The Mac Pro has two power connectors for extra power for power-hungry video cards. But some high-powered video cards take both of these connectors, so that users hankering to install two high-end video card have no apparent way to supply power to the 2nd video card.
Reader Mubarik A has solved this problem in his own way, and shares his experience along with photos of the installation:
I was successful at getting an ATI 5870 and Quadro 4000 running at the same time in my 2010 Mac Pro. At first, I purchased a PCIe Y-Splitter for $8.00, and split one of the two 6-pin PCIe cables. I ran one dedicated 6-pin PCIe cable to the first 5870 power connector, and split the other PCIe cable with the Y-Splitter, one to the second 5870 power connector, and one to the Quadro 4000. This worked out just fine, although, I will admit it bothers me not knowing if the Quadro 4000 was getting the precise amount of power it needed after splitting the 6-pin PCIe cable.
So, I exchanged the Quadro 4000 for a Quadro 5000 because I thought it might be a better long term investment, and I needed the extra power too. the Quadro 5000 uses a little more power than the 4000, so I didn't feel cozy with the PCIe Y-Splitter doing the job.
Instead, I went out and purchased a Seasonic X-Series 660W modular power supply for $149. I removed the top-most PCI cover plate on my Mac Pro and ran the wires in through there.
I'm using the external power supply to power the ATI 5870, and using one of the two built-in internal PCIe cables to power the Quadro 5000. everything works perfectly. the power supply is silent and doing its job. of course, it’s annoying remembering to turn the power supply on and off, but all in all, I'm very happy.
Since the wires are running in through my last available PCI slot (ATI 5870 and Quadro 5000 take four slots), I can't install the eSATA RAID card I've been looking into. I'm thinking about buying another door for the Mac Pro... one that I can drill some holes into so that I can feed the external power supply cables into the side of the Mac Pro to the graphics cards (and maybe a few extra SSDs).
Below are some pictures so you can see what I did.
See follow up comments from reader Michael K after the pictures.
Reader Michael M adds his comments after reading the above:
I have a couple of questions for you, but first I want to tell you how wonderful your website is, I really enjoy following your explorations about Mac, you have one of the better perspectives regarding Apple and their products.
A couple of days ago you featured an article from a reader Mubarik regarding power hungry Video Card installations. In it he says he traded in his Quadro 4000 for a Quadro 5000, which I would love to do, but my question is what did he use for a driver? The 5000 isn't released in a Mac version, and with Mac using EFI I wondered if he used the 4000's driver or if he hacked one for the Mac?
I'm using DaVinci Resolve for color correcting which needs dedicated core processing, and with Mac's limited PCI slots I was forced to come up with this solution for multiple power hungry video cards as well as a large, fast SAS array (16TB, raid5). It is more expensive but also more expansive. I built an outboard PCIe extension box. Using slot two in my MacPro for a PCIe HBA I'm able to feed my external box sixteen lanes of high speed interface. In the box I built I have an Nvidia GT120, ATI 4870, Areca 1880xi SAS 6G card, 9-WD RE4, 2TB drives running in raid 5, and two extra PCIe slots for future additions.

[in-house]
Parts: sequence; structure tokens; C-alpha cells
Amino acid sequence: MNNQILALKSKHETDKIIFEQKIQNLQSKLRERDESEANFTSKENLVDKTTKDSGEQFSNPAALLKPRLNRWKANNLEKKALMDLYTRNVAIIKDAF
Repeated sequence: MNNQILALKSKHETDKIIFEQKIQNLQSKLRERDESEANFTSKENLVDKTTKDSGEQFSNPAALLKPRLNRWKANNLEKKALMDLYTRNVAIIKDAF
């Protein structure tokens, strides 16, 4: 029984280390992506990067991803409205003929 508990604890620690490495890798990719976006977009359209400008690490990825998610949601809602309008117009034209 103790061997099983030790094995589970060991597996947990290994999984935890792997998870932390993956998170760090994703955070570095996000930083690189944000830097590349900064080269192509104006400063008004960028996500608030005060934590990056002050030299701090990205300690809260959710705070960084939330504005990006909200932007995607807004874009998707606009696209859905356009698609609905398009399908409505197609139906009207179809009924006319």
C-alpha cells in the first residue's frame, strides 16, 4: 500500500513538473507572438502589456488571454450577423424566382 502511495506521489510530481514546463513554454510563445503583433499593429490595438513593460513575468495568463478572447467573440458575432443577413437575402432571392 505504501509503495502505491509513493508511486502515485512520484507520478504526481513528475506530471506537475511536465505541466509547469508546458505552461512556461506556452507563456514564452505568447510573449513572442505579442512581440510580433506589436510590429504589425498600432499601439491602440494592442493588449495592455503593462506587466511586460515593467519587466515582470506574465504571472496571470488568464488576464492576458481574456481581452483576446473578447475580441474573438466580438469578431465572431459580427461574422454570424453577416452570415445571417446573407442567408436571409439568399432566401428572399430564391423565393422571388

It turns out to be a fantastic solution for additional video processing as well as an extremely fast large storage solution (over 1TB r/w for sequential DPX files). Good for both video and still photography.
I thought you would like to know the answer to Michael's question :-) I'm using the Quadro 5000 under Windows 7 64-bit Boot Camp. since all my applications offer free cross-grades, I just bought another OWC SSD and dedicated that to Windows 7, and moved my entire visual effects and post production workflow over to Windows. Nvidia offers Quadro 4000 and 5000 a basic driver, performance driver, and partner certified driver, whereas it offers OSX only a basic driver. in Maya 2011, the windows Quadro performance driver makes a big difference.
I'm a little uneasy working in Windows because I don't know how to troubleshoot it that well yet, and I'm afraid of a virus/worm/trojan breaking past BitDefender and corrupting my files, but the performance gains I see make it worth the extra anxiety.
By the way, I did not have to format any of my hard drives to NTFS except the drive Windows is installed on. I use an application called Paragon HFS+ for Windows 8.0 (http://www.paragon-software.com/home/hfs-windows/). I install it on the Windows side, and it allows me to read/write to any OSX formatted hard drive in my Mac Pro. its a bit pricey for a driver, but its worth the cost after you see how well it works. Paragon also sells NTFS for Mac which is installed on the OSX side, and will allow you to read/write to any NTFS volume in my Mac Pro. it also allows a person to format any hard drive to Windows NT, and Windows NT compressed with OSX disc utility. its pretty neat, actually.